Pets are wonderful additions to the family and can provide many benefits to their senior owners. But, what happens if your senior loved one needs help caring for their pet? Learn more about the resources available for older pet owners to keep their pooch or beloved cat, or pair pets with older people.
Often I see a couple in my neighborhood who look to be in their 80s slowly walking two small dogs who also look to be in their 80s. I wonder what would happen if the couple could no longer take care of their dogs or make the trip to the store to pick up their food — or even afford that food. What about getting to the groomers or the vet? If they moved to senior living, would they be able to bring along their furry family members?
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Happily, there are resources for older pet owners to keep their pooch or beloved cat or pair pets with older people. Programs are springing up around the country to keep man and “beast” together.
I used to take my Springer Spaniel to visit nursing homes. During a visit, a resident said that the hardest part about moving into long term care wasn’t having to leave her house or neighborhood, but not being able to keep her Poodle.
Owning a dog or cat — or for that matter, any animal that depends on you and provides companionship — can lower depression, anxiety, stress, blood pressure and triglyceride levels. You’ve undoubtedly read about many of the scientific benefits of having a pet, which also includes:
In addition to these benefits, pets can also enhance quality of life by reducing loneliness, which leads to poor mental and physical health. A new Brigham Young University study found that loneliness increases the risk of death by 26%.
Kristen Levine, a pet lifestyle expert and author of “Pampered Pets On a Budget,” recalls an 85-year-old who lived alone and owned a Chihuahua named Jade. When she asked what Jade meant to him, he said:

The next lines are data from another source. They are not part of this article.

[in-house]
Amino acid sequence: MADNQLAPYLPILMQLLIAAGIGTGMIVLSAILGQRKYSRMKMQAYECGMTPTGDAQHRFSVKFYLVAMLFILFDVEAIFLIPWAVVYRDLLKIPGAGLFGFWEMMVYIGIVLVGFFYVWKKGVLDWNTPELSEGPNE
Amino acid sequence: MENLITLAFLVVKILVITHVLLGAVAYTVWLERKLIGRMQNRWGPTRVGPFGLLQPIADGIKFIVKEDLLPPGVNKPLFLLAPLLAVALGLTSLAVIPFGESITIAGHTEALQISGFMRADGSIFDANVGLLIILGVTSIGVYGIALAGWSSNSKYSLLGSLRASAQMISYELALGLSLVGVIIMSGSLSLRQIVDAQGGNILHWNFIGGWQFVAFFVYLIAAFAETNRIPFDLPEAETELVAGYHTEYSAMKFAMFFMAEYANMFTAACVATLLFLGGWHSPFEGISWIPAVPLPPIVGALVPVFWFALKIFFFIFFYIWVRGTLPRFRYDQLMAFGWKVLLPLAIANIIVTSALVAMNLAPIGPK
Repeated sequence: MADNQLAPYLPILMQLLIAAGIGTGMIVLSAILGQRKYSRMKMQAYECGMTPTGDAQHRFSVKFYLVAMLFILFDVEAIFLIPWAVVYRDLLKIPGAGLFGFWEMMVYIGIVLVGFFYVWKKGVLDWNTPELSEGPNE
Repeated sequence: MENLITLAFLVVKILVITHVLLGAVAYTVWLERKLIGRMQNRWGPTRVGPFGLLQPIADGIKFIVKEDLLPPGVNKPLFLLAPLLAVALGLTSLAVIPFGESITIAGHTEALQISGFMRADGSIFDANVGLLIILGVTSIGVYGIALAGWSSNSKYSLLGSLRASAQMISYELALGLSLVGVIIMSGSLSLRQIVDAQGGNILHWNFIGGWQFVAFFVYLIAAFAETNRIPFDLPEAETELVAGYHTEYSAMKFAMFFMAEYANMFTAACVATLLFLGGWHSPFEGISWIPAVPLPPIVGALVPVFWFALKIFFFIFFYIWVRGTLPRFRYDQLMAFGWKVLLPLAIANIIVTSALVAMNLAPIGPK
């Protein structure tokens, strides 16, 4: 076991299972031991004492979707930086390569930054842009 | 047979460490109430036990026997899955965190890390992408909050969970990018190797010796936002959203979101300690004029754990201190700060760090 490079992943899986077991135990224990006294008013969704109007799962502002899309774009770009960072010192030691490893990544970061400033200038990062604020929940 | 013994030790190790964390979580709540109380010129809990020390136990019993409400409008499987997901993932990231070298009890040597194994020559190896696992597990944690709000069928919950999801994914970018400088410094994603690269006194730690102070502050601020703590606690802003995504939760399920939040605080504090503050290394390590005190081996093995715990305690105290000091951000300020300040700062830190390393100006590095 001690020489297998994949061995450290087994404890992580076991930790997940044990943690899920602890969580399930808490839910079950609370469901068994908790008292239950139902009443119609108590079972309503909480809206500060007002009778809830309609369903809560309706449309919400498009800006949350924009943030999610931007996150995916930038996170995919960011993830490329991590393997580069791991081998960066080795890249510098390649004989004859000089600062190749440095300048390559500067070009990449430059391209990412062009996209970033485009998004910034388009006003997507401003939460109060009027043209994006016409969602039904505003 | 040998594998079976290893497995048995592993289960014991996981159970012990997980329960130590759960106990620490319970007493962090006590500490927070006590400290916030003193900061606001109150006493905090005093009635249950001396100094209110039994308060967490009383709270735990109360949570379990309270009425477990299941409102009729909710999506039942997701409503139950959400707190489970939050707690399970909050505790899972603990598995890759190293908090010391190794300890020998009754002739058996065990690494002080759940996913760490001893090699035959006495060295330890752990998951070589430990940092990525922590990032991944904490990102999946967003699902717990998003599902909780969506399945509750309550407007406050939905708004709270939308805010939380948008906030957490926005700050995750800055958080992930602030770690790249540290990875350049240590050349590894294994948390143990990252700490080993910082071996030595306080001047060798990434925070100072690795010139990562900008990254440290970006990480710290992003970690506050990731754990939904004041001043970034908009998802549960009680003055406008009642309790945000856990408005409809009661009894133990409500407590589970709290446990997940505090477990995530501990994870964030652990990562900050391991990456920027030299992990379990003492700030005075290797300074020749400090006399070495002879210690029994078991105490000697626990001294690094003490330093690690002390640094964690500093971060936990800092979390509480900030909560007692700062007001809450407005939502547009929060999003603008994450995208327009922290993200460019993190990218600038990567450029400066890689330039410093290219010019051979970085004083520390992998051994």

“He keeps me from being depressed and makes me happy. Life wouldn’t be worth living without him.”
Pets bring purpose to older people’s lives, especially at a time when fewer people depend on them. Not only can they distract a senior from his or her own health issues, but, in the case of dogs, keep them from being sedentary. They also provide the human touch that is vital to people of any age.
Often a pet is the only “family” someone has nearby, if at all. It’s important to remember that for most, giving up a pet is the equivalent of sacrificing your first-born child.
If you are looking to help keep your parents or a senior loved one together, bone up on these tips:
Rita Copeland, executive director of the Twin Valley Senior Center in rural East Montpelier, Vermont, has a grant through Meals on Wheels that pays for food and treats, as well as finds volunteers to walk the dog or take a furry critter to the doc’s or wherever it needs to go.
Copeland has seen financially fragile owners have to choose between their own medication and feeding their four-legged “son” or “daughter.”
“Pets to some are like children and they come first,” says Copeland.
Veterinarians and shelters are other resources that may know about programs for older owners, such as Seniors for Pets, Inc., based in Englewood, Florida. Another resource: The Pets For the Elderly Foundation. It pays the adoption and vet fees (of those age 60+ who adopt a dog or cat from a participating shelter). Some breed-specific animal organizations also pitch in.
The most comprehensive list of veterinary assistance and other services is offered on the Humane Society of the United States website with a state-by-state breakdown.
Do you know of any other senior and pet resources that we missed? Share them with us in the comments below.